In the BBC interview, the interviewer tried a few times to get Pelling to tell the listeners about research into the botanical section. Pelling might have mentioned one or more of, say, Fr. Theodore Petersen, O’Neill, Torasella, Sherwood, Dana Scott, me or Ellie Velinska, but as it happens the response he gave might have given listeners the idea that we are all still completely bewildered by those drawings.
Due modesty – a Footnote from: Paul Meyvaert, ‘The Book of Kells and Iona’, The Art Bulletin, Vol. 71, No. 1 (Mar., 1989), pp. 6-19.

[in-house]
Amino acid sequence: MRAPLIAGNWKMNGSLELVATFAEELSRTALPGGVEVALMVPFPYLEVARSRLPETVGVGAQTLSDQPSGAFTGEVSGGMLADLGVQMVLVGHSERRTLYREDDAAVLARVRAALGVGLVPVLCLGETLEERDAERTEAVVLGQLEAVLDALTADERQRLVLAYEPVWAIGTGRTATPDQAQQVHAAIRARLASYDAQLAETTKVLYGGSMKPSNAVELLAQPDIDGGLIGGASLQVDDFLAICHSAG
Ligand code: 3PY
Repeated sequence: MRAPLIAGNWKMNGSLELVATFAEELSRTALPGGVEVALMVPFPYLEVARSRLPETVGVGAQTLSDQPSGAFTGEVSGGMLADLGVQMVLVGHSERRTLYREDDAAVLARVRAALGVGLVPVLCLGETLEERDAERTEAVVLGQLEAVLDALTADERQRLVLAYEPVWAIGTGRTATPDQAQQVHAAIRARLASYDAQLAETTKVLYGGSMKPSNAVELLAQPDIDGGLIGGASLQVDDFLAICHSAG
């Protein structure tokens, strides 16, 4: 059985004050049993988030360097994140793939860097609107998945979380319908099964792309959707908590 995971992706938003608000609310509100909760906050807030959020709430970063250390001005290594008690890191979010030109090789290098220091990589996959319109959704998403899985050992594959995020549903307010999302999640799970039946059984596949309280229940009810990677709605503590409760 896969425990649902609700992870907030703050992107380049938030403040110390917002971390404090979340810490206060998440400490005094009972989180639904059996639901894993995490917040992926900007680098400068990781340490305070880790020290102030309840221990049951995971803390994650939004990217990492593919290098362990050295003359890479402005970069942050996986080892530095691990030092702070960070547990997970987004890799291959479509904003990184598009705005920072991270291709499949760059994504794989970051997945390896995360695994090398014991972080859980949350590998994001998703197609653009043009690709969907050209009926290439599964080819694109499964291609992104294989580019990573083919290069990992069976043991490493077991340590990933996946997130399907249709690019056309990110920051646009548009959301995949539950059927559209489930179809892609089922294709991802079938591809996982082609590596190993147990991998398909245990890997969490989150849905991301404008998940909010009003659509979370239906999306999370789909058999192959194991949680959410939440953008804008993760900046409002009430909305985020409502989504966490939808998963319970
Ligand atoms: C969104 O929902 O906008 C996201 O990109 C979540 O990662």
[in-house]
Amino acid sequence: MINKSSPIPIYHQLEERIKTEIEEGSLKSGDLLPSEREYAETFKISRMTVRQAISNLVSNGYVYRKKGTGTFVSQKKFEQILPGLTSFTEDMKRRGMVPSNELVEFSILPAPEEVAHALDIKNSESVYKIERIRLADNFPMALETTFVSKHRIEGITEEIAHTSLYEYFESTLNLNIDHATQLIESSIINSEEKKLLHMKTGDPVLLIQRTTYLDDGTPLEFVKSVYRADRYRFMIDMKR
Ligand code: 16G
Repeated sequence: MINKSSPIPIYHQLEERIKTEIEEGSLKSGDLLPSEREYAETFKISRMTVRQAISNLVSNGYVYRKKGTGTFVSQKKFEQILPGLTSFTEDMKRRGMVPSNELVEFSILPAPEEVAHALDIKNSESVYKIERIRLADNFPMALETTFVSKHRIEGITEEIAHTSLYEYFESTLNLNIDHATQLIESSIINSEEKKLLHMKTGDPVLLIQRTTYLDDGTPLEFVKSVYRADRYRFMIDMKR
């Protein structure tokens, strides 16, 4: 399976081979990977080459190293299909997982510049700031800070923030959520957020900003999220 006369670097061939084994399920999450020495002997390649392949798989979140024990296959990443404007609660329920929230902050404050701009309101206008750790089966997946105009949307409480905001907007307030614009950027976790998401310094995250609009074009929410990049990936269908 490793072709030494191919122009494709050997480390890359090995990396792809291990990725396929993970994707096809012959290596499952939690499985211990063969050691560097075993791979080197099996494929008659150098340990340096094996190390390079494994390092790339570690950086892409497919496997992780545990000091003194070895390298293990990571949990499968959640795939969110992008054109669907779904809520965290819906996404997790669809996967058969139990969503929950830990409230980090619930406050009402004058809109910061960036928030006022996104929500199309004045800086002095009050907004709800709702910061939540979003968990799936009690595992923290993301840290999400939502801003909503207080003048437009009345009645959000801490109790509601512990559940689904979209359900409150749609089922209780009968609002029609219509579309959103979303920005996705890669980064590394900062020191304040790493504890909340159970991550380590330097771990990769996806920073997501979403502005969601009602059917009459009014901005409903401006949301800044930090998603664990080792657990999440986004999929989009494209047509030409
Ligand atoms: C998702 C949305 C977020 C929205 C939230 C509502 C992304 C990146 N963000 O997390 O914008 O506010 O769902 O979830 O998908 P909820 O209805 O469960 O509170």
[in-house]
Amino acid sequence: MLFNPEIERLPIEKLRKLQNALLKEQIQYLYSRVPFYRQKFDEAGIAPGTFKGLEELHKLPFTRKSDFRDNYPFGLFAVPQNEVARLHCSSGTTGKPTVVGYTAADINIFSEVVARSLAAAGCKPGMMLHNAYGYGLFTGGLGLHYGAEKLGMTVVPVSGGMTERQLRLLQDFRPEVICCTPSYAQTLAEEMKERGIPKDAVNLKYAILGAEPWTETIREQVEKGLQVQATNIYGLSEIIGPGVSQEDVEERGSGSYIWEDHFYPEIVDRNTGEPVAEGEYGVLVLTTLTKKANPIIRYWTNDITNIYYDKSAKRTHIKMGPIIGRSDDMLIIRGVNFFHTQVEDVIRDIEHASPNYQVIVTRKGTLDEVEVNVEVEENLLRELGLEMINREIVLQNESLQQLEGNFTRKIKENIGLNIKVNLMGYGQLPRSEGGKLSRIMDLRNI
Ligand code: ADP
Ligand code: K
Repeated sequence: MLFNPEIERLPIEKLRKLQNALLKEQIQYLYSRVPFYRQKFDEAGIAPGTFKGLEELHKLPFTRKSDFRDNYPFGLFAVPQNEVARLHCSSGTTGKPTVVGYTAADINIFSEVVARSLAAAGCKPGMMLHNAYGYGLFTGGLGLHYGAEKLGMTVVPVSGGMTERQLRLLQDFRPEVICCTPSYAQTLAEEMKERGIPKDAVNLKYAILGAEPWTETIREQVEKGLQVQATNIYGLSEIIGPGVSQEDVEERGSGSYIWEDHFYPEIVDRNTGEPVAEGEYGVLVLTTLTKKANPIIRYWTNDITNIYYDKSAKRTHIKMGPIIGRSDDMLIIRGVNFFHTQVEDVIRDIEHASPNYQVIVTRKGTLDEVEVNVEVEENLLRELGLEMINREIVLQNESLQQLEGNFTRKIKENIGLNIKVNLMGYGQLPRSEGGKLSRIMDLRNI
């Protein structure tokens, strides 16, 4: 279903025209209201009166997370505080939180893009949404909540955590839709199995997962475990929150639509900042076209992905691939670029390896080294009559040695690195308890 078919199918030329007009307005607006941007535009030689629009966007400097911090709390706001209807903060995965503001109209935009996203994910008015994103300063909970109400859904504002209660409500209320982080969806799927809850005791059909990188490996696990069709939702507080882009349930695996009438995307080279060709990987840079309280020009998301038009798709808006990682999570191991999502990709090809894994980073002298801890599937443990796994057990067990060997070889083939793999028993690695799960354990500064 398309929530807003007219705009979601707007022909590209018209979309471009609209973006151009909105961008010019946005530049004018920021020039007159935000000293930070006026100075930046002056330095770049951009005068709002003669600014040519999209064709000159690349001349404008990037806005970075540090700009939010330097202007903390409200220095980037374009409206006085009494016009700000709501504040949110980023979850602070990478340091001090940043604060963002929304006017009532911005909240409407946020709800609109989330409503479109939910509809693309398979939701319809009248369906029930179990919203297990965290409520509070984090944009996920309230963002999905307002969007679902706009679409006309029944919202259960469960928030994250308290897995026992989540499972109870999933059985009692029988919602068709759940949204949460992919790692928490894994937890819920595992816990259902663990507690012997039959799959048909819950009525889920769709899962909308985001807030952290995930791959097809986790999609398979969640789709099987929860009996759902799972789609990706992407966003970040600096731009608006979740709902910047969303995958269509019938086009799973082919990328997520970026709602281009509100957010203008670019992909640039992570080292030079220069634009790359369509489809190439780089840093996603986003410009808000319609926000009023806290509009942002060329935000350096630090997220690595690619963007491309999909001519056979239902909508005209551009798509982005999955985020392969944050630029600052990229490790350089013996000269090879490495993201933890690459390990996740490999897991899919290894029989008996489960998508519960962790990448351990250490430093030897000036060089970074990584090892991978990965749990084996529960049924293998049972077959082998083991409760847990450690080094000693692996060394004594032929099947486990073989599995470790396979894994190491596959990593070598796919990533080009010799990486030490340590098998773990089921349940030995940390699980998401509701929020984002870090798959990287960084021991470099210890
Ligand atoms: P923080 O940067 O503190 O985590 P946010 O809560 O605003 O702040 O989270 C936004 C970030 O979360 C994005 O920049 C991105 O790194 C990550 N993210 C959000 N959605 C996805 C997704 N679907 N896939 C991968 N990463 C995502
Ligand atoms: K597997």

6. I. Henderson, “Pictish Art and the Book of Kells,” Ireland in Early Medieval Europe, ed. D. Whitelock, R. McKitterick, and D. Dumville, Cambridge, 1982, 79-105, on the basis of the points of contact she has discovered between Pictish art and the Book of Kells, has suggested Dunkeld on the east coast of Scotland as a possible place where the Book of Kells could have been produced. Though no evidence survives to show that a vigorous scriptorium ever existed at Dunkeld, the Old English list of saints’ resting places, known as the Secgan – whose two manuscripts date from the 11th century – lists Duncachan (Dunkeld) as the resting place of Columcylle (see D.W. Rollason, “Lists of Saints’ Resting-Places in Anglo-Saxon England,” Anglo-Saxon England, vii, 1987, 87). There is an ancient Scottish chronicle contained, among other items, in the 14th-century Popleton manuscript (Paris, Bibl. Nat. lat. 4126), which records that Kenneth Mac Alpine “septimo anno regni sui [i.e. 849] reliquias sancti Columbae transportavit ad ecclesiam quam construxit” (see M.O. Anderson, Kings and Kingship in Early Scotland, Edinburgh, 1980, 250). The suggestion that the church alluded to here was that of Dunkeld goes back to W.E Skene, Celtic Scotland, I, Edinburgh, 1876, 310, 316. That some relics of Columba were taken to Scotland at the time of the enshrining in the 8th century or at a later period seems very likely.